Feb. 4 (Bloomberg) -- Canada’s dollar declined from the strongest level in more than a week versus its U.S. counterpart as crude oil, the nation’s biggest export, dropped amid ebbing risk appetite.
The currency fell for the first time in three days as the slide in oil compounded a price discount for Canada’s product from a lack of pipeline capacity for bringing the commodity to international waters. Other commodities and stocks slid as political turmoil in Europe fueled concern the area’s debt crisis will worsen.
“Lower oil and lower stocks are not good for the Canadian dollar,” Greg Moore, currency strategist at Toronto-Dominion Bank, said by phone from Toronto. “There are some negative stories that are starting to gain a little bit more traction.”
The loonie, as the Canadian dollar is known for the image of the aquatic bird on the C$1, depreciated 0.2 percent to 99.88 cents per U.S. dollar at 5 p.m. in Toronto. It touched 99.48 cents earlier, its strongest level since Jan. 23. One Canadian dollar buys $1.0012.
Canada’s benchmark 10-year bonds climbed, pushing yields down five basis points, or 0.05 percentage point, to 1.99 percent. The price of the 2.75 percent security maturing in June 2022 increased 45 cents to C$106.47.
The Standard & Poor’s 500 Index lost 1.2 percent, and S&P’s GSCI Index of 24 commodities declined 0.8 percent. Raw materials including oil account for about half of Canada’s export revenue.
Crude oil for March delivery sank 1.7 percent to $96.13 a barrel in New York and fell as much as 1.9 percent, the biggest intraday drop since Dec. 21, to $95.89. Futures touched $98.24 on Jan. 30, the highest level since September.
The price for heavy crude from the landlocked province of Alberta has climbed over the past two months relative to international benchmarks. The discount on Western Canada Select oil to the U.S. benchmark West Texas Intermediate was $30.50 per barrel today, compared with $36 on Jan. 24 and $7.25 on Sept. 18, 2012.
“The big underlying story in the Canadian economy is that Alberta, the engine of growth for the last while, is in a situation where they’re having trouble making money off its natural gas, and they’re having trouble making money off their crude oil,” Aaron Fennell, a futures specialist at Bank of Nova Scotia’s ScotiaMcLeod unit, said by phone from Toronto. “If they’re not getting the price on it, they’re losing money, they start shutting down production, that has significant impact on our export numbers.”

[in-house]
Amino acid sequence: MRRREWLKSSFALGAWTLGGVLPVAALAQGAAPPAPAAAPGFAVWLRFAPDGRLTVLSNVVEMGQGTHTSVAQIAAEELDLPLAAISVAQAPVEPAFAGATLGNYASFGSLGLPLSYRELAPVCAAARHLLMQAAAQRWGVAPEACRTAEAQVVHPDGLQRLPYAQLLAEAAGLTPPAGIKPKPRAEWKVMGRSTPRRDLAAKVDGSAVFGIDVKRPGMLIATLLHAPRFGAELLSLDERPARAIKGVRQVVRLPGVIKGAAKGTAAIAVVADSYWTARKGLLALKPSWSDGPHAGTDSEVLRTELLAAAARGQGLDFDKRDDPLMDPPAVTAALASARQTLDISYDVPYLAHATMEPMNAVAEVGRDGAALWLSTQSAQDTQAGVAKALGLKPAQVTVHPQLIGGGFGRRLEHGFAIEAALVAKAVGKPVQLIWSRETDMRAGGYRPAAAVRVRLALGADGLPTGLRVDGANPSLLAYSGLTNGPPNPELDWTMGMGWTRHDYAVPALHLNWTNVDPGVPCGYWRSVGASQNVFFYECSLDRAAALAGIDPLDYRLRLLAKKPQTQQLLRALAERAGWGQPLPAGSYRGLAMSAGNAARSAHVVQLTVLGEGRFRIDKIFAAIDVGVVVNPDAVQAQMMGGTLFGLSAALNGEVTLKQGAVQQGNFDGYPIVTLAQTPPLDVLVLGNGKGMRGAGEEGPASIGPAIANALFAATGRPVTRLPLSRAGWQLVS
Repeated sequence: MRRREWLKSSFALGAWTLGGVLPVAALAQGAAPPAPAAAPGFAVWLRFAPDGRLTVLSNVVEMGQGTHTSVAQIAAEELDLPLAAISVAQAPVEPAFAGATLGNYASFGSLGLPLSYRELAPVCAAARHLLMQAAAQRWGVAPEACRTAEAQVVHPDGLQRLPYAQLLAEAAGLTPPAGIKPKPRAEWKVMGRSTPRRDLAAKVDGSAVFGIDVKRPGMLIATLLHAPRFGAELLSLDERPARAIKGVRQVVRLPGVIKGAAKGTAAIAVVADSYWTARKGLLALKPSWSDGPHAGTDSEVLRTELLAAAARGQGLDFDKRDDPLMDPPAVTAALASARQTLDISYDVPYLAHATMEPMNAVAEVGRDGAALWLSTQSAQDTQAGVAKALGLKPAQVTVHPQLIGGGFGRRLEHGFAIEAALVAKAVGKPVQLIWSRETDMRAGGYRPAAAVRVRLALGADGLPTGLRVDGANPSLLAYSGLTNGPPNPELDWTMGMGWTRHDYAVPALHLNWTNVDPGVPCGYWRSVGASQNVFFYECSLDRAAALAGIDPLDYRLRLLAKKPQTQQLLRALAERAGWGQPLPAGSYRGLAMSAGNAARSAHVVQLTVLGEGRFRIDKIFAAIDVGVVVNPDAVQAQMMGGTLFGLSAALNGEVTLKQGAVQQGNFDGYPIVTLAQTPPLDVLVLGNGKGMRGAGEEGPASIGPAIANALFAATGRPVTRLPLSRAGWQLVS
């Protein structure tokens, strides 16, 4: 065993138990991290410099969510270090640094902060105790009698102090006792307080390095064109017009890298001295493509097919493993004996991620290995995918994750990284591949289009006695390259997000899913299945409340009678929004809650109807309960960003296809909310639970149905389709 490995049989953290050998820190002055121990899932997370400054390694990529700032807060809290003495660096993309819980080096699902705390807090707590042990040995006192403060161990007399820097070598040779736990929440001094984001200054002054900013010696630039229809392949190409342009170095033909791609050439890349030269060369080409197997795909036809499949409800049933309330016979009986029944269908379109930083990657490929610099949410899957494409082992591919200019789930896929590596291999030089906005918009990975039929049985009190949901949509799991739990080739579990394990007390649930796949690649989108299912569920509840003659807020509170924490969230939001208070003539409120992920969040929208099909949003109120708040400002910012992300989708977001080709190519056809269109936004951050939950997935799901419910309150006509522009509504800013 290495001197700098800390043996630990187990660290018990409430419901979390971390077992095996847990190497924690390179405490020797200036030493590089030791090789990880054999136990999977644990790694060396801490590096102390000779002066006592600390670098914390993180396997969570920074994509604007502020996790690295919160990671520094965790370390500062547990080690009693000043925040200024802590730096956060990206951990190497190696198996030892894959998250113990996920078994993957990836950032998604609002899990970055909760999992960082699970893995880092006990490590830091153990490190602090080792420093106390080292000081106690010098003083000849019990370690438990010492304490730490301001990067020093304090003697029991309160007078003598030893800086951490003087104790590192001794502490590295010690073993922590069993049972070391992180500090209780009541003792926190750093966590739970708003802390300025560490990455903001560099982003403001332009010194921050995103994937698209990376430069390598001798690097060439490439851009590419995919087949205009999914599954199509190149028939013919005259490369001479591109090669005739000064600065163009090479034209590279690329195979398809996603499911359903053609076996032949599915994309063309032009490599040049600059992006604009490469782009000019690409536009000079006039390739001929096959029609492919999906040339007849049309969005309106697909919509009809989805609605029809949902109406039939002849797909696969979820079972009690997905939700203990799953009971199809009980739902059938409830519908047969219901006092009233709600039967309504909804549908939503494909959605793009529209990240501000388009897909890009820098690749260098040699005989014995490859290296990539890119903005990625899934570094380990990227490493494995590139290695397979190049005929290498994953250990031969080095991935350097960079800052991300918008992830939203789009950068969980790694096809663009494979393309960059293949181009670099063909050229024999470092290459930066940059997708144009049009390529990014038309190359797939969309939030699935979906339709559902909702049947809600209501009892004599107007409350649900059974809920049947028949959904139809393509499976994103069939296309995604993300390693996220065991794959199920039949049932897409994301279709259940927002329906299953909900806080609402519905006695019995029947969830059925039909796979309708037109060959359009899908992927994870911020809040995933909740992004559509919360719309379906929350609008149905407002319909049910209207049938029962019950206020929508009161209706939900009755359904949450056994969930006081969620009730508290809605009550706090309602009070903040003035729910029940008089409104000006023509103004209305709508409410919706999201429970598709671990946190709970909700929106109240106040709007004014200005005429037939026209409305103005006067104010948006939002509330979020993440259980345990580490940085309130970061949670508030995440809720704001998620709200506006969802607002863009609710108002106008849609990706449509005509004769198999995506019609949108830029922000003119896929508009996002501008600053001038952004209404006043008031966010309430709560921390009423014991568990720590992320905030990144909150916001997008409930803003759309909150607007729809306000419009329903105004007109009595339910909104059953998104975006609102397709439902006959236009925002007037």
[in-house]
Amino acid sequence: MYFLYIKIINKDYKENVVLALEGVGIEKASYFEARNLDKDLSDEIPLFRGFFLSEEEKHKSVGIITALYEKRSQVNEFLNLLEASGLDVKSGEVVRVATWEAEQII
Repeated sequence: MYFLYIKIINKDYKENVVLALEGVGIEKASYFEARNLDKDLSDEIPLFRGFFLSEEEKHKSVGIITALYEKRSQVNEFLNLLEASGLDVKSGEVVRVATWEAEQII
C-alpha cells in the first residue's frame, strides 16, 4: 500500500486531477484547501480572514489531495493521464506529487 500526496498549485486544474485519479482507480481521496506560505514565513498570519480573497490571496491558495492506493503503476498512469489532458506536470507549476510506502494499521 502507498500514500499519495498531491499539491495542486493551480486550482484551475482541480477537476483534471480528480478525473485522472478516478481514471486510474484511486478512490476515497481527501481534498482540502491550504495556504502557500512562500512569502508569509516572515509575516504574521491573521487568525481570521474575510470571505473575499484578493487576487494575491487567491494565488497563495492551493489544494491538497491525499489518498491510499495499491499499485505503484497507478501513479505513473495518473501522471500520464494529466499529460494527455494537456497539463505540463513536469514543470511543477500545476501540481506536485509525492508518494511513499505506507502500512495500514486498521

Canada’s currency remained lower as a report showed factory orders in the U.S., the nation’s biggest trade partner, increased less than forecast in December. Bookings rose 1.8 percent after a revised 0.3 percent drop in November that was initially reported as unchanged, figures from the Commerce Department showed today in Washington. A Bloomberg survey forecast a 2.3 percent gain.
The loonie advanced 0.7 percent versus the euro to C$1.3498 and touched C$1.3485, the strongest level since Jan. 25, amid political discord in Italy and Spain.
Spanish Premier Mariano Rajoy, facing opposition calls to resign amid contested reports about illegal payments, met in Berlin with German Chancellor Angela Merkel. She expressed confidence in his ability to stem the debt crisis.
In Italy, a poll showed former prime minister Silvio Berlusconi narrowed the frontrunner’s lead in elections later this month. Berlusconi was pressured to resign in 2011 as soaring bond yields threatened the country’s ability to avoid defaulting on its debts.
German bond yields fell as investors sought safety, while Italian and Spanish yields rose. The yield gap between Spanish and German 10-year notes widened to 3.83 percentage points, the most in more than a month.
“You add those two countries together and you’re certainly seeing a fair amount of spread movement,” Dean Popplewell, head analyst at the online currency-trading firm Oanda Corp., said by phone from Toronto of Italy and Spain. “Obviously there’s a few unsettling issues occurring right now in the European periphery.”
Options traders were the least bearish on the loonie in a week, with the three month 25-delta risk reversal rate touching 0.918 percentage point, the least since Jan. 24. The rate shows the premium charged for the right to buy the U.S. dollar versus contracts to sell.
The Canadian dollar has lost 1 percent this year among the 10 developed-nation currencies monitored by the Bloomberg Correlation-Weighted Indexes. The U.S. currency has fallen 0.3 percent, while the euro has gained 2.5 percent.
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